1 minute read

Prerequisite: Complemented Lattice

Definition 3.1: Let $L$ be a bounded lattice.

  1. An element $x \in L$ is said to be complemented (by $y$) if $\exists y \in L$ such that $x \wedge y = \bot$ and $x \vee y = \top$.
  2. We call $y$, also denoted by $x^\ast$, the complement of $x$.
  3. Accordingly, lattice $R$ is said to be complemented if $\forall x \in L$, $x$ has a complement.

Theorem 3.3: In a bounded, distributive lattice, every element has at most one complement.

Proof: Consider a bounded distributive lattice $L$ and elements $a,b,c \in R$. Suppose $b,c$ are both complements of $a$. We have:

\[c = c \vee \bot = c \vee (a \wedge b) = (c \vee a) \wedge (c \vee b) = \top \wedge (c \vee b) = c \vee b,\]

which implies $b \leq c$.

A similar argument can show that $c \leq b$. Therefore $b = c$ and there is only one complement of $a$. $\blacksquare$

Boolean Lattices

Definition 3.4: A lattice $L$ is said to be Boolean if it is bounded, distributive, and complemented.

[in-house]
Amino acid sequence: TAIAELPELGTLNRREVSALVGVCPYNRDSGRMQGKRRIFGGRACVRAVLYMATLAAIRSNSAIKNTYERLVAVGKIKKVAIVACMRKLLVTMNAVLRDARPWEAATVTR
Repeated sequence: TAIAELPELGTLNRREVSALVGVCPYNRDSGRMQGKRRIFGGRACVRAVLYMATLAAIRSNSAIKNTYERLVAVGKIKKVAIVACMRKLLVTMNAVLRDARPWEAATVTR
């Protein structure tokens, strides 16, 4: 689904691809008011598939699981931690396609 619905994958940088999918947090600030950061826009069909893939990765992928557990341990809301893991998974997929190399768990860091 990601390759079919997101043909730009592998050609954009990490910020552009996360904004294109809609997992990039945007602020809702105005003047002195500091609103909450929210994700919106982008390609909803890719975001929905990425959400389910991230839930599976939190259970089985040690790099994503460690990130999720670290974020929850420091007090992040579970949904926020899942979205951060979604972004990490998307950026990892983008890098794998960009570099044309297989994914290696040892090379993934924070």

The most common example of a Boolean lattice is the powerset Boolean lattice. Given a positive integer $n$ and a set $[n] = \lbrace 1,2,\dots,n \rbrace$, the poset $B_n=(2^{[n]}, \subseteq)$ is called a powerset boolean lattice of order $n$.

E.g. when $n=2$, $B_2 = \big\lbrace \varnothing, \, \lbrace 1 \rbrace, \, \lbrace 2 \rbrace, \, \lbrace 1,2 \rbrace \big\rbrace$

Some textbooks simply call $B_n$ the “Boolean lattice of order $n$”.

Boolean Algebras

Definition 3.6: A Boolean algebra is a structure $(L, \wedge, \vee, \ast, \bot, \top)$ such that:

  • $(L, \wedge, \vee, \bot, \top)$ is a Boolean lattice
  • $\ast$ is the unary complement operation.

The most common example of a Boolean algebra is the powerset Boolean algebra such as $(B_n, \cap, \cup, \overline{}, \varnothing, [n])$


  • https://arxiv.org/abs/2307.16671
  • https://moraschini.github.io/files/teaching/OLBA.pdf